Recently, a new strain of B. coagulans, named MA-13, was isolated from canned beans manufacturing residues and found to secrete soluble cellulolytic enzymes into the culture supernatant. MA-13 has temperature (55 °C) and pH (5.5) optima for cell growth that are comparable with those required by the fungal hydrolytic enzymes used for the biomass saccharification [24]. Moreover, MA-13 tolerated the toxicity of biomass-derived growth inhibitors well when cultivated on sucrose (molasses) in the presence of high concentrations of pre-treatment hydrolysate (up to 95%) [24]. These features make MA-13 an attractive biocatalyst for the conversion of lignocellulosic residues into valuable chemicals. However, the robustness of MA-13 and its ability to produce LA from solid lignocellulosic raw materials in SSF configuration remains to be investigated.

In this study MA-13 was used as a microbial biocatalyst to produce LA from steam exploded wheat straw in simultaneous saccharification and fermentation. We show that the presence of pre-treatment hydrolysate in the seed culture medium results in pre-adaptation of the strain to the biomass-derived inhibitors and higher rates of LA production than for the non-adapted control.

Results and discussion

Overall scheme of the pre-adaptation strategy and SSF

The underlying hypothesis of this work is that the fermentation performance, in terms of lactate yields on consumed glucose (glu) and lactate productivity, depends on the physiological state of B. coagulans MA-13 after seed cultivation. To assess our hypothesis, we tested whether MA-13 seed cultures could be adapted to the inhibitors present in the hydrolysate (Fig. 1a). To do so, anaerobic seed cultures were grown in hydrolysate-free medium (Fig. 1b) as well as in media supplemented with different amounts of hydrolysate (Fig. 1c). The seed cultures were inoculated to SSF bioreactors (Fig. 1e, f) containing the solid fraction of the wheat straw biomass (Fig. 1d) mixed with a hydrolytic enzyme cocktail. To evaluate the fermentation performance of the different seed cultures, cell growth as well as lactic acid productivities and yields were determined.

Fig. 1
figure 1

Schematic illustration of the pre-adaptation strategy and SSF. Wheat straw was pre-treated by acid-catalysed steam explosion and the biomass slurry was separated by filtration into a liquid fraction (a) and a water-insoluble solids (WIS) fraction (d). Unadapted (b) and pre-adapted (c) seed cultures were inoculated in the SSF bioreactor (e, f), respectively. Whereas only the liquid fraction (hydrolysate) was used for seed cultivations, both hydrolysate and WIS (brown fibres in e and f) were added to the SSF

Effect of the hydrolysate supplementation on the seed cultures

The addition of 95% (v/v) hydrolysate in the seed media reduced the maximum specific growth rate (μmax) of MA-13 by 42% compared to hydrolysate-free medium (Fig. 2). However, the maximum specific productivity of LA in the seed culture increased from 0.34 g/(L h OD) in the hydrolysate-free medium to 0.51 g/(L h OD) at 50% hydrolysate (Fig. 2). Higher concentrations, instead, resulted in a reduction of the maximum specific LA productivity. The stimulated LA productivities in hydrolysate-containing media may be explained by higher cellular energy requirements caused by stress response mechanisms. Under anaerobic conditions cells can overproduce energy in terms of adenosine triphosphate (ATP) and reducing power only through an enhanced sugar fermentation that results in increased LA production. On the other hand, if the stress due to inhibitors becomes too high, the LA productivity instead declines, as illustrated by the media containing more than 50% pre-treatment hydrolysate (Fig. 2).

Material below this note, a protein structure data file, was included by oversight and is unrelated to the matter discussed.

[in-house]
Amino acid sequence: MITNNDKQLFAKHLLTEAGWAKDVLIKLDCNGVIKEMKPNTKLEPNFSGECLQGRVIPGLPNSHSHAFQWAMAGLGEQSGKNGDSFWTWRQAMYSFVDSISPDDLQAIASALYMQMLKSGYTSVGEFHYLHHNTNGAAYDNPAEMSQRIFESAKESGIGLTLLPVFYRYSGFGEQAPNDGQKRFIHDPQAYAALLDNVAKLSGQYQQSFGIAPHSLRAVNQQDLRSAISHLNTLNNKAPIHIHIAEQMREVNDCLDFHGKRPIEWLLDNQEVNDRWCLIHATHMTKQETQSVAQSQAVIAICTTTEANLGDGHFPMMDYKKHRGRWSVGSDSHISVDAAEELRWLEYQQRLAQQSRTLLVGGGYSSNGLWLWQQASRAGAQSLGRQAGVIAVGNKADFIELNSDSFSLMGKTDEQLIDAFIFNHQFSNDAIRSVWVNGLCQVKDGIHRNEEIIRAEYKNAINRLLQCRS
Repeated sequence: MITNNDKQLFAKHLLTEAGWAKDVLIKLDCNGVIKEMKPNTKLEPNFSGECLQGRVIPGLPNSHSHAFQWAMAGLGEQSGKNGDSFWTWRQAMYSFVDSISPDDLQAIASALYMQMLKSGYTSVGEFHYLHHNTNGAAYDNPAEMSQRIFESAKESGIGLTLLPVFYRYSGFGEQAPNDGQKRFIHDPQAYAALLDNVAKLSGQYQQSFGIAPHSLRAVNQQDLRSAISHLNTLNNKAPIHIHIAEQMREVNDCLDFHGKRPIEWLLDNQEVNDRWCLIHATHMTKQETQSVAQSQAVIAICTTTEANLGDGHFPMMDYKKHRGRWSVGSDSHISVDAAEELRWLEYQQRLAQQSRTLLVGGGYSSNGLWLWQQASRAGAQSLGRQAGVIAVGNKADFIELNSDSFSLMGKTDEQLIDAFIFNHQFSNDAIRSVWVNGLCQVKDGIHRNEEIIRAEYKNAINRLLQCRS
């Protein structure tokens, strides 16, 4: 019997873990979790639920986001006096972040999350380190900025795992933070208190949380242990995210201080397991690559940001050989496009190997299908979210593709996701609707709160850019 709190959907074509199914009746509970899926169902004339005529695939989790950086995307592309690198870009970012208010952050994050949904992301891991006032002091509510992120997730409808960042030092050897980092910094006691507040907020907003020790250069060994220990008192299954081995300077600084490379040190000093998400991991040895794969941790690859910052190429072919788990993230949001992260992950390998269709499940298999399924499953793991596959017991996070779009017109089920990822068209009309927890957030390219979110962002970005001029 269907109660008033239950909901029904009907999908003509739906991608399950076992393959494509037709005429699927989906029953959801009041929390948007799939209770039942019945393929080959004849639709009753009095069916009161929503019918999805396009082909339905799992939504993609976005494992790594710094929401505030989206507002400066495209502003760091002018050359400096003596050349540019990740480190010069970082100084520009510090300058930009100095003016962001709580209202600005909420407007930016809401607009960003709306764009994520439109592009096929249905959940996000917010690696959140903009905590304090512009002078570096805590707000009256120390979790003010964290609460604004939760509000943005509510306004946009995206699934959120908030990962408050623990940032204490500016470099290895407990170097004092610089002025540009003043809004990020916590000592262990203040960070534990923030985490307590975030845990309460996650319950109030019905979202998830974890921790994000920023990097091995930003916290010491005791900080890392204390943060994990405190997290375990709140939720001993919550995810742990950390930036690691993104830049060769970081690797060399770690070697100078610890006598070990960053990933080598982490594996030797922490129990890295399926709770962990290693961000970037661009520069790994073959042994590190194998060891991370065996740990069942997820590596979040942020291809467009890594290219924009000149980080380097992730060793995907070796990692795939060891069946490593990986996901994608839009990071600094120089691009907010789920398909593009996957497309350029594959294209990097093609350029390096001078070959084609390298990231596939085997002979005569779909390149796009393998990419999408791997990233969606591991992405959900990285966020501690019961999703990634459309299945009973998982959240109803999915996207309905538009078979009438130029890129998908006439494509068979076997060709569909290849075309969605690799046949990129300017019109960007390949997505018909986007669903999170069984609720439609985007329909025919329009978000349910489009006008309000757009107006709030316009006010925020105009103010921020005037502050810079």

Fig. 2
figure 2

(Partially adapted from Figure 8 and Table 2 in [24])

Seed cultures behavior upon supplementation of pre-treatment hydrolysate. Seeds were cultivated anaerobically in 3.6 L bioreactor vessels at 55 °C and pH 5.5 in 1 L working volume of molasses-based medium. Relative maximum specific growth rate (μmax,rel(%), red bars) and maximum specific lactate production rate (qlactate (g/(L h OD)), blue bars) are reported for seeds propagated in hydrolysate-free medium (0) as well as in media prepared with 30%, 40%, 50%, 70% and 95% hydrolysate. Relative maximum specific growth rate is reported as percentage of the maximum specific growth rate (h−1) in hydrolysate-free medium

These observations are promising in the light of what has been reported in the literature so far [20, 25,26,27,28,29]. In fact, other B. coagulans strains used for the production of LA in SSF have been cultivated in hydrolysate-free rich media, likely because of their susceptibility to the biomass-derived growth inhibitors (Table 1). The use of hydrolysate-containing medium provides an advantage over the conventional seed cultivation, because it allows reducing the amount of clean water used for microbial propagation. Another important aspect affecting the economy of the whole LA production process is the cost of the carbon source used during cell propagation. In this regard, unlike other studies [20, 25,26,27,28,29], the use of molasses (i.e., a renewable, easily available and relatively inexpensive source of sugars) as well as the presence of hexoses in the hydrolysate make the whole process more economically feasible.

Table 1 Overview of recent studies on LA production in SSF using different B. coagulans strains

Lactic acid production by pre-adapted seed cultures in SSF